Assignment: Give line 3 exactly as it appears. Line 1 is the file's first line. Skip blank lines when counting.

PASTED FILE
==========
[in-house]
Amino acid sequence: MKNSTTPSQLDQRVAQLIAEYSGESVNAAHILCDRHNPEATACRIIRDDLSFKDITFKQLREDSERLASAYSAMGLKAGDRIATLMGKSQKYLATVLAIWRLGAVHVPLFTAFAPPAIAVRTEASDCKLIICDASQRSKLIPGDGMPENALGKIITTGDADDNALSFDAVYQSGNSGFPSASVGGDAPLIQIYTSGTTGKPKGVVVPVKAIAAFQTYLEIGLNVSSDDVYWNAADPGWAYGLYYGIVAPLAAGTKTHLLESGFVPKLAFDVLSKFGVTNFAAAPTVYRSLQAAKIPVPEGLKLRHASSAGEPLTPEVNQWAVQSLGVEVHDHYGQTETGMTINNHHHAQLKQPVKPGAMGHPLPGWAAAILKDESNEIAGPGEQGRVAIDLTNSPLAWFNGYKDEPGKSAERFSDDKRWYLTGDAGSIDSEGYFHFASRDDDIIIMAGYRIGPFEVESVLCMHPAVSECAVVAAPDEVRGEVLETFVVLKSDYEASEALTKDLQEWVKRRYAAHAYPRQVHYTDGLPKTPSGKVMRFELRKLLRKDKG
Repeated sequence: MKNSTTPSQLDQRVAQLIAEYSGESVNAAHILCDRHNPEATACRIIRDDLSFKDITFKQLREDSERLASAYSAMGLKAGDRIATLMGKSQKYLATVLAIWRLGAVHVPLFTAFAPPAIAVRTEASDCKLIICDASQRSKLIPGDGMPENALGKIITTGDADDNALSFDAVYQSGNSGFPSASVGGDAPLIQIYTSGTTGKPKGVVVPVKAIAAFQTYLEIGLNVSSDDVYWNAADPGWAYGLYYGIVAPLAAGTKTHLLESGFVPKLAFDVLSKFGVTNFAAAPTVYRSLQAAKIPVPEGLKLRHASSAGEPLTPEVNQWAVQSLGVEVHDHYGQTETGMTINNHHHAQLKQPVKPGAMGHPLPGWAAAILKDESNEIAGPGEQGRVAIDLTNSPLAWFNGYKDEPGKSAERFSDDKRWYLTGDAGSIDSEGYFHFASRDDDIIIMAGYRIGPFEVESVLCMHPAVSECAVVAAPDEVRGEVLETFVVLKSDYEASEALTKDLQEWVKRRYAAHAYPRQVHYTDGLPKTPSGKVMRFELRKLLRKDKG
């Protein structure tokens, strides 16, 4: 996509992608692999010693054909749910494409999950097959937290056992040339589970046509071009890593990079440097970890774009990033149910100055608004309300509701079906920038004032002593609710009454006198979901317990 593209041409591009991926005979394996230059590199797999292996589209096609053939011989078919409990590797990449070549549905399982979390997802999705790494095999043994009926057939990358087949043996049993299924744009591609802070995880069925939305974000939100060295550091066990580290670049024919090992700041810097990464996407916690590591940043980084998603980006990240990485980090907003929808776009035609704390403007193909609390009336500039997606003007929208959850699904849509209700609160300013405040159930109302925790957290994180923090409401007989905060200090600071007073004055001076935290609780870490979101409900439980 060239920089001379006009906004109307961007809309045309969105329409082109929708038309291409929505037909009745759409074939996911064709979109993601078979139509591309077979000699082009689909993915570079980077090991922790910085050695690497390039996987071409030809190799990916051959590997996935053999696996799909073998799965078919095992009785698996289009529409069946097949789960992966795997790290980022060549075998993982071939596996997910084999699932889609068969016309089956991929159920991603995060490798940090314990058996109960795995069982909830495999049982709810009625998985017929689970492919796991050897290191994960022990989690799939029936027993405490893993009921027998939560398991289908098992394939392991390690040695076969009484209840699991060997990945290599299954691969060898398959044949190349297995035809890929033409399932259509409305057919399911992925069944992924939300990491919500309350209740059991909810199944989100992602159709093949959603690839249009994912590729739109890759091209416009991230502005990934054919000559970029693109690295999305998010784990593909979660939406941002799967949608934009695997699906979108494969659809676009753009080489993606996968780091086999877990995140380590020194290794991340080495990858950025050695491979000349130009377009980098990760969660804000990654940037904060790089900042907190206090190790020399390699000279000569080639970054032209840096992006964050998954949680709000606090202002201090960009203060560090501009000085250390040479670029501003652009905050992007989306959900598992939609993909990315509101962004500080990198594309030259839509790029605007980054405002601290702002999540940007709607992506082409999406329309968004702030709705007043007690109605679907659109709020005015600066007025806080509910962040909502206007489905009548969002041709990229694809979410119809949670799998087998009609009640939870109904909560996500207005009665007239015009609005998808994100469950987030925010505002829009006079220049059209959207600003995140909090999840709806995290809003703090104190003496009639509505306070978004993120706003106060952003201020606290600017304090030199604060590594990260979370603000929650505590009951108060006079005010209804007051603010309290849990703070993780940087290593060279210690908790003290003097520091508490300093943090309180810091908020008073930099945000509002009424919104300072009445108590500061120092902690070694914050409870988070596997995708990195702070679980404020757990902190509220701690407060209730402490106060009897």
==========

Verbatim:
Repeated sequence: MKNSTTPSQLDQRVAQLIAEYSGESVNAAHILCDRHNPEATACRIIRDDLSFKDITFKQLREDSERLASAYSAMGLKAGDRIATLMGKSQKYLATVLAIWRLGAVHVPLFTAFAPPAIAVRTEASDCKLIICDASQRSKLIPGDGMPENALGKIITTGDADDNALSFDAVYQSGNSGFPSASVGGDAPLIQIYTSGTTGKPKGVVVPVKAIAAFQTYLEIGLNVSSDDVYWNAADPGWAYGLYYGIVAPLAAGTKTHLLESGFVPKLAFDVLSKFGVTNFAAAPTVYRSLQAAKIPVPEGLKLRHASSAGEPLTPEVNQWAVQSLGVEVHDHYGQTETGMTINNHHHAQLKQPVKPGAMGHPLPGWAAAILKDESNEIAGPGEQGRVAIDLTNSPLAWFNGYKDEPGKSAERFSDDKRWYLTGDAGSIDSEGYFHFASRDDDIIIMAGYRIGPFEVESVLCMHPAVSECAVVAAPDEVRGEVLETFVVLKSDYEASEALTKDLQEWVKRRYAAHAYPRQVHYTDGLPKTPSGKVMRFELRKLLRKDKG